Uber has been granted a short-term licence to operate in London following a court hearing.
Transport for London (TfL) refused to renew the licence when it expired last September, saying the US taxi app was not a "fit and proper" operator.
Uber has now been awarded a licence but it has been put on probation for 15 months.
The company had been seeking a five-year licence when it was refused last year.
Following a two-day hearing at Westminster Magistrates' Court, Chief Magistrate Emma Arbuthnot said Uber was now considered "fit and proper".
She ordered the company to pay TfL's legal costs of £425,000.
London mayor Sadiq Khan said: "After years of operating poorly in London, Uber has now accepted that TfL's action in refusing to renew their licence was totally justified. Today our stance has been vindicated by the court.
"Uber has been put on probation - their 15 month licence has a clear set of conditions that TfL will thoroughly monitor and enforce."
Tom Elvidge, Uber's UK general manager, said he was pleased with today's decision: "We will continue to work with TfL to address their concerns and earn their trust, while providing the best possible service for our customers."
One of the areas of concern that TfL highlighted last year was about how Uber reported crime.
The company said that it had made "wholesale" changes to the business since last September.
This includes reporting crimes directly to the police instead of logging criminal complaints with TfL, which caused delays.
During this week's hearing, Helen Chapman, the licensing, regulation and charging director at TfL, said that Uber's behaviour over reporting allegations to police was "very disturbing".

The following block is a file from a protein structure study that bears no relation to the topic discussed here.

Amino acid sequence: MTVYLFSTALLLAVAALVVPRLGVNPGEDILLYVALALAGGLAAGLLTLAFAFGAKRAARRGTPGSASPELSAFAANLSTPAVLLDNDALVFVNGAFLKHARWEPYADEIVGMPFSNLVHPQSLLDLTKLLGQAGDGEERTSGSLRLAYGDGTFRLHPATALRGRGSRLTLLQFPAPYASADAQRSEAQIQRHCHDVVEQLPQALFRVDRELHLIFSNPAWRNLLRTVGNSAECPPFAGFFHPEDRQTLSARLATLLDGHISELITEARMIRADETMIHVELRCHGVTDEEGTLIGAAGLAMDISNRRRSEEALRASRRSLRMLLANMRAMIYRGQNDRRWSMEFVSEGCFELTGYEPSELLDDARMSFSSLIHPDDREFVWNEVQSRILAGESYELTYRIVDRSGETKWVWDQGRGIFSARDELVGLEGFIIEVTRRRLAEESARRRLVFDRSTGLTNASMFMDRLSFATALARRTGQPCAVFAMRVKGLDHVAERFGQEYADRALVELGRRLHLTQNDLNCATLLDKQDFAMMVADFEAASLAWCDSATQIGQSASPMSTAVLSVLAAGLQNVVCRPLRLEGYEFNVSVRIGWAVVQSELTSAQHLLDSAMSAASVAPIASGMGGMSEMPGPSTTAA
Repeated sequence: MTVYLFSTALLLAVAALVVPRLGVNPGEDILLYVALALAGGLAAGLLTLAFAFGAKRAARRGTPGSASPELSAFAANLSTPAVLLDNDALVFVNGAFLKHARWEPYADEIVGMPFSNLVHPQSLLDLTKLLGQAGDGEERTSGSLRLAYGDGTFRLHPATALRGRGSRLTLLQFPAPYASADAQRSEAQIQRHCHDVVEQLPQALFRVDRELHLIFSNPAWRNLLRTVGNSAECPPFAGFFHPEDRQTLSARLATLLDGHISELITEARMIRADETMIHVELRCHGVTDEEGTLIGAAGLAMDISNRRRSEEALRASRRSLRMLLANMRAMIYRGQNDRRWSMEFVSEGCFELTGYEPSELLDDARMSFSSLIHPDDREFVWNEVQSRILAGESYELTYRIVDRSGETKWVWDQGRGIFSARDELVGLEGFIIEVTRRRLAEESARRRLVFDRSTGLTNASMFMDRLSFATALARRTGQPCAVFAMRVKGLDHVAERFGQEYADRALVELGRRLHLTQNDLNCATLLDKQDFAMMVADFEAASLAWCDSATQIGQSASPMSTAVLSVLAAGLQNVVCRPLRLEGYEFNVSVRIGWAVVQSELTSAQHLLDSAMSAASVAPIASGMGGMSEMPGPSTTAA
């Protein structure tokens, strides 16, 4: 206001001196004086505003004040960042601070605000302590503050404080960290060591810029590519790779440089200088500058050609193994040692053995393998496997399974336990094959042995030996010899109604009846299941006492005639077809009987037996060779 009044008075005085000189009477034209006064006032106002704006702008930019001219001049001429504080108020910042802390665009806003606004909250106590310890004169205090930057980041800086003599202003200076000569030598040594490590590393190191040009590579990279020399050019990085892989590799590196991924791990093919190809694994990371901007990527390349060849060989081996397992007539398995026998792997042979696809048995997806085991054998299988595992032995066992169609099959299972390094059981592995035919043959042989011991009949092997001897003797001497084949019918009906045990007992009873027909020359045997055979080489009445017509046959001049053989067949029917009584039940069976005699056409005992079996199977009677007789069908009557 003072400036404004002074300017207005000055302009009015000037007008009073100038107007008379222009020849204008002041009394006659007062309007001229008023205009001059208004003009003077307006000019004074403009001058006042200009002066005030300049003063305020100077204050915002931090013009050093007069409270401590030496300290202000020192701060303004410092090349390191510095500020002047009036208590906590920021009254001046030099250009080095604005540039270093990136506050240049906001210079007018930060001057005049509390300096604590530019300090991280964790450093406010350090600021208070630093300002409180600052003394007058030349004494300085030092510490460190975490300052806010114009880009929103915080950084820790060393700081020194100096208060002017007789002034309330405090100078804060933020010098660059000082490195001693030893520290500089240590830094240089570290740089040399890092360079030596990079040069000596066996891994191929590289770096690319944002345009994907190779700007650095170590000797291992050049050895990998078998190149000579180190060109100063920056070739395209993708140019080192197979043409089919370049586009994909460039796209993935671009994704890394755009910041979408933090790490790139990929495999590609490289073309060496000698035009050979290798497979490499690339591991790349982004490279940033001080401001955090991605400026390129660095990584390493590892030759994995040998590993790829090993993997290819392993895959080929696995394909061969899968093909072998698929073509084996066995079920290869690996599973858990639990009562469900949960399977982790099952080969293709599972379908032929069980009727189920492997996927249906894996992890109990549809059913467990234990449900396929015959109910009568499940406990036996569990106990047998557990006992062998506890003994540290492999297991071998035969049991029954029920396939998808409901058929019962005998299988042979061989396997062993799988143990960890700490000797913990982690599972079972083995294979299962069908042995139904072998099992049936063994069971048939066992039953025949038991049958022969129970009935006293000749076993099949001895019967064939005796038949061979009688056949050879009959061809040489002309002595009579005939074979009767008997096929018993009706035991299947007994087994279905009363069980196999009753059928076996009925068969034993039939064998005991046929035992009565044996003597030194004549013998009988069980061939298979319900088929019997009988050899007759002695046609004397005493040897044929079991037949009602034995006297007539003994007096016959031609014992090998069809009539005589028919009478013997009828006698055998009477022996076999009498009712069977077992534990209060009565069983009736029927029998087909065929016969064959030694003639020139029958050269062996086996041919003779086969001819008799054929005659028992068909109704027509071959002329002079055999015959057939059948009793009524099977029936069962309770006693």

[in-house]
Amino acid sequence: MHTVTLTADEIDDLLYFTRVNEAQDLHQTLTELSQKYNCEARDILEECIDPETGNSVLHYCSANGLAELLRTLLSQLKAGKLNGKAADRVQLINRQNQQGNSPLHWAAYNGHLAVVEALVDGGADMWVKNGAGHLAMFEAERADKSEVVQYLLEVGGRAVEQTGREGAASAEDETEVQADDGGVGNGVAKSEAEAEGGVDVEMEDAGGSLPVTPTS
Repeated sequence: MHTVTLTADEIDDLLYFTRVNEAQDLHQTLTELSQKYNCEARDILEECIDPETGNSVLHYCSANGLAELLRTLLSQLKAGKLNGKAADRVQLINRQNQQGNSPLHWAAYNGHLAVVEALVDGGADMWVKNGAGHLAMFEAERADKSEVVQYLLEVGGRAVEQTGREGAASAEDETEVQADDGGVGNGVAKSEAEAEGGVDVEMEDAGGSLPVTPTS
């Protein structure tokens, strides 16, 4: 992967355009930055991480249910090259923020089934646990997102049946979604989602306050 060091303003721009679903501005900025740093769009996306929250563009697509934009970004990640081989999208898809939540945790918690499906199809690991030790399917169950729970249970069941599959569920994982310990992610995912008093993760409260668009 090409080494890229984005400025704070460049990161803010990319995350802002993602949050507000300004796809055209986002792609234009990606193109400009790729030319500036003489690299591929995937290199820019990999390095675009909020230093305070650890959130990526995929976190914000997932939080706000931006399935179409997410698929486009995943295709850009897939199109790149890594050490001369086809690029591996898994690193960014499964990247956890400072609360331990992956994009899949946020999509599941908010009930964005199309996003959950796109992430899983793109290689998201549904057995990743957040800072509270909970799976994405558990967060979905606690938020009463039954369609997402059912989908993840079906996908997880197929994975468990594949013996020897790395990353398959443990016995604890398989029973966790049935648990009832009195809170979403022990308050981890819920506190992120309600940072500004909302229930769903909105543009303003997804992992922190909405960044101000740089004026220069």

She said: "I think we have had five years of a very difficult relationship where Uber has felt they haven't required regulation and being operated in the same way as everybody else we regulate."
Ms Chapman said that the changes implemented by Uber "could, if applied correctly, enhance public safety".
TfL said the way the firm was run had potential public safety and security implications when it decided not to renew its licence to operate in London last year - a decision backed by Mr Khan.
In particular, it highlighted Uber's approach to reporting serious criminal offences, how medical certificates are obtained and background checks on drivers.
Among the changes implemented by Uber, drivers can now only use the app in the region in which they hold a private hire licence and their working hours are more tightly regulated.
A licensed driver on the app has to now take an uninterrupted six-hour break after 10 hours of taking passengers or travelling to pick them up.
The firm also made changes to its app in London to "make it clearer" to passengers that its drivers are licensed by TfL and that it accepts ride requests before allocating drivers.
It also dropped an appeal against a move that would make all its drivers in the city take English language tests.